As companies turn a profit and pay back their loans with interest, it’s a tool that also makes money for the U.S. taxpayer and has returned nearly $4 billion back to the Treasury in deficit reduction over the last 10 years. Last year, every dollar that OPIC invested leveraged another $2.55 in additional financing for critical economic development initiatives. Make no mistake, development finance is not a replacement for foreign assistance investments. Both provide critical sources of leverage, but our current efforts are simply far too small and underutilized to help fully advance our national security interests, fight global poverty, and ensure American businesses can compete in the world.

The fact is that from Scandinavia to South Korea, America is getting outcompeted on this critical part of our economic development toolkit. Across the pond, where the economy of the United Kingdom is seven times smaller than ours, the British proposed quadrupling their development finance portfolio last year to $60 billion, which would be double that of the current OPIC financing limit. If you compare us to the Dutch, our economy is 24 times bigger, but they’ve got 50 percent more staff than we do at their development finance agency.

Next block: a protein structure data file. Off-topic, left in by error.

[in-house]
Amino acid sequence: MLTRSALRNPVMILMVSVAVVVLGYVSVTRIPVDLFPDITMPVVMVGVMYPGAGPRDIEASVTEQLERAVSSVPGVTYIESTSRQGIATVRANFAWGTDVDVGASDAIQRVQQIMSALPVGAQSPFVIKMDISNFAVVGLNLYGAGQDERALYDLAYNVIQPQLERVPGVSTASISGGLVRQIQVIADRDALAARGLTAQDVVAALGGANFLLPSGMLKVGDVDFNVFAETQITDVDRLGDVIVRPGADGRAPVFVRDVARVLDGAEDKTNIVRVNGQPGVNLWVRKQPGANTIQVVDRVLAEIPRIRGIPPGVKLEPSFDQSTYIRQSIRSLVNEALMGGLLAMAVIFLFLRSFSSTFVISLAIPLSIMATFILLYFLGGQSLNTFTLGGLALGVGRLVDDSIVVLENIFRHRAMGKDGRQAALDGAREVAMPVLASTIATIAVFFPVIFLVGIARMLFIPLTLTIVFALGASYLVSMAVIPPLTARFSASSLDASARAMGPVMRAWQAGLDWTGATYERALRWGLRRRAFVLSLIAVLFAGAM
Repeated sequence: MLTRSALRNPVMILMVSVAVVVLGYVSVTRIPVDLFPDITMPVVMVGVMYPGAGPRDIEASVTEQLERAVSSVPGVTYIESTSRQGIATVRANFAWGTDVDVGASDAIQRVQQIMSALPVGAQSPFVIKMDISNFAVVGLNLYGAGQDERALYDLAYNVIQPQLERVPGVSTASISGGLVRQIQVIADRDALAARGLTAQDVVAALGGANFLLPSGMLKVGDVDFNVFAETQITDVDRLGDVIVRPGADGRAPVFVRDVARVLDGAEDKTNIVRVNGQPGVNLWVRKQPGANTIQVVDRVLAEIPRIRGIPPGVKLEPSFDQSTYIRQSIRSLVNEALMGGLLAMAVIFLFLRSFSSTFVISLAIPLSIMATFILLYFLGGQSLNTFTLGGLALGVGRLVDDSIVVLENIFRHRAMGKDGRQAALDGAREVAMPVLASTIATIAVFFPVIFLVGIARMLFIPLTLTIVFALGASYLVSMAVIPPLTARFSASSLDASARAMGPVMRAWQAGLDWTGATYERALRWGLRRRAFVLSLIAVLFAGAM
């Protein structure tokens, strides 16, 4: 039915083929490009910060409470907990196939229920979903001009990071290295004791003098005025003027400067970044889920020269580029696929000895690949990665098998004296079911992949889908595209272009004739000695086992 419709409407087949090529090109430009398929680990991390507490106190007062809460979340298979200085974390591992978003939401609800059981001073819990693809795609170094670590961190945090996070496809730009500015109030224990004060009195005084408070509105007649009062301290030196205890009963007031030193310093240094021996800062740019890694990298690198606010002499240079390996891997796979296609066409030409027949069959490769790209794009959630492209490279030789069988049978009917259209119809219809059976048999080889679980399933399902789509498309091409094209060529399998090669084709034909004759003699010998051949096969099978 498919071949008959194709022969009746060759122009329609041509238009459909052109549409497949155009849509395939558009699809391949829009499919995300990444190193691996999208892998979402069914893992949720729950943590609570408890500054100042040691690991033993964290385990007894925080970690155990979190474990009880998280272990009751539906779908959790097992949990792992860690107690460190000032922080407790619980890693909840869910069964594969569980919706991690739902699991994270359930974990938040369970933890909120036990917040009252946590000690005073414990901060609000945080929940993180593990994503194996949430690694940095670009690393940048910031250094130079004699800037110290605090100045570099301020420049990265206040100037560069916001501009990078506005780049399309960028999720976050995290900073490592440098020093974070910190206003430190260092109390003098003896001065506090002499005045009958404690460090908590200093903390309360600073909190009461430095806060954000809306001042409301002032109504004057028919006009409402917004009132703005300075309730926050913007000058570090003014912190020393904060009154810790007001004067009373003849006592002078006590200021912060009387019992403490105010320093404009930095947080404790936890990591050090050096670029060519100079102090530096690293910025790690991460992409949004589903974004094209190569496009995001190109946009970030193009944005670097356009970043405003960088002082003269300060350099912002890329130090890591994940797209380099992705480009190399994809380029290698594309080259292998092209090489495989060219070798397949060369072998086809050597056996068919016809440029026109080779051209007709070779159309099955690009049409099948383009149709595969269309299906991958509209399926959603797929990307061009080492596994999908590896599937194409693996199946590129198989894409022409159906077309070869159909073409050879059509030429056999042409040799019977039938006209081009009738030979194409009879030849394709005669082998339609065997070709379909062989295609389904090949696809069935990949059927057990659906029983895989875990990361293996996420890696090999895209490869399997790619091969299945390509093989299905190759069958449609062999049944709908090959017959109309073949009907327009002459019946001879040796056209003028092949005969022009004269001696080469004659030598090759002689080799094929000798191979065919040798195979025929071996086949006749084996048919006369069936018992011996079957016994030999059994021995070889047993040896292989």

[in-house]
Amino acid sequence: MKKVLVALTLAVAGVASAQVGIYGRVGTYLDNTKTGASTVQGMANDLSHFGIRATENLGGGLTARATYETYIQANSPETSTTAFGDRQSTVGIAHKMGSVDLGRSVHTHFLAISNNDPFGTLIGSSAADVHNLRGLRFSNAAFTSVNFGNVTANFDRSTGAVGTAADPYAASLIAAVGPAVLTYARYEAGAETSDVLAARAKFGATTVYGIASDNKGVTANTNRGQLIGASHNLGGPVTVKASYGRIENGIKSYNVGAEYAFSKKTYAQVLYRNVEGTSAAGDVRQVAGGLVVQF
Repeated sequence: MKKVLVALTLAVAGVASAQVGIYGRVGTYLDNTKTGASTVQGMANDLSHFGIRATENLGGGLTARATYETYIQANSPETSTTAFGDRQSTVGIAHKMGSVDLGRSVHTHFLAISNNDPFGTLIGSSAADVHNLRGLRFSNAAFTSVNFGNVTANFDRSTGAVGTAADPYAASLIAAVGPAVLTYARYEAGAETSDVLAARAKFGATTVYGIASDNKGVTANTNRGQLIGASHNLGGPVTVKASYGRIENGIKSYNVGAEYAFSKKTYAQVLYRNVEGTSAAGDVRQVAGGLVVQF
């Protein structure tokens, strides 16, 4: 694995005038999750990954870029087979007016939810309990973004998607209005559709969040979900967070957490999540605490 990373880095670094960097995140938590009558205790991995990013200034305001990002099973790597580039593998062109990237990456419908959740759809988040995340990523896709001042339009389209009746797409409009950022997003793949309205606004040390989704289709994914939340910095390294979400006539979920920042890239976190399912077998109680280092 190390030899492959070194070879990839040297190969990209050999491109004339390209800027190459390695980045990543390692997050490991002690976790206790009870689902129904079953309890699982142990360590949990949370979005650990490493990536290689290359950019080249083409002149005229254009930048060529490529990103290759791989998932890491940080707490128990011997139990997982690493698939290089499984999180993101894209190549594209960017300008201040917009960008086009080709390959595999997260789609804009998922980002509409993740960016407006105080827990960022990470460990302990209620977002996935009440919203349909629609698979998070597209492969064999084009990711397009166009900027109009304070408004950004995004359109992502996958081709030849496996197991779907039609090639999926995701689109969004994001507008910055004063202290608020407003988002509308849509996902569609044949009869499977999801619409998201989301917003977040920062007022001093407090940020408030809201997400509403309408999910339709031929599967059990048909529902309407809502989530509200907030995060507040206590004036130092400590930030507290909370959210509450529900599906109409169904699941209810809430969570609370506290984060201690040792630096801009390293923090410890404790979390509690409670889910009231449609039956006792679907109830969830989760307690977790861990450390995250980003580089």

Fortunately, both ends of Pennsylvania Avenue agree that it’s time we up our game and put our development finance tools on steroids. Sens. Bob CorkerRobert (Bob) Phillips CorkerOn The Money — Sponsored by Prudential — Senators hammers Ross on Trump tariffs | EU levies tariffs on US goods | Senate rejects Trump plan to claw back spending Senators hammer Ross over Trump tariffs GOP senator demands details on 'damaging' tariffs MORE (R-Tenn.) and Chris CoonsChristopher (Chris) Andrew CoonsSenate moderates hunt for compromise on family separation bill All the times Horowitz contradicted Wray — but nobody seemed to notice Hillicon Valley: Trump hits China with massive tech tariffs | Facebook meets with GOP leaders over bias allegations | Judge sends Manafort to jail ahead of trial | AT&T completes Time Warner purchase MORE (D-Del.) alongside Reps. Ted YohoTheodore (Ted) Scott YohoVA needs to fire dangerous doctors and improve hiring practices, oversight Lawmakers seek to limit US involvement in Yemen's civil war House lawmaker introduces bill to halt F-35 sale to Turkey MORE (R-Fla.) and Adam SmithDavid (Adam) Adam SmithObstacles to Trump's 'Space Force' could keep proposal grounded for now Dem congresswoman: Imprisoned asylum-seeking women have no idea where their children are Overnight Defense: Latest on scrapped Korea summit | North Korea still open to talks | Pentagon says no change in military posture | House passes 6B defense bill | Senate version advances MORE (D-Wash.) recently introduced the Better Utilization of Investments Leading to Development Act of 2018. This bipartisan legislation builds on the smart effort by the administration, spearheaded by OPIC president Ray Washburne, that has been picking up steam since the latest national security strategy called for America to “modernize its development finance tools so that U.S. companies have incentives to capitalize on opportunities in developing countries.”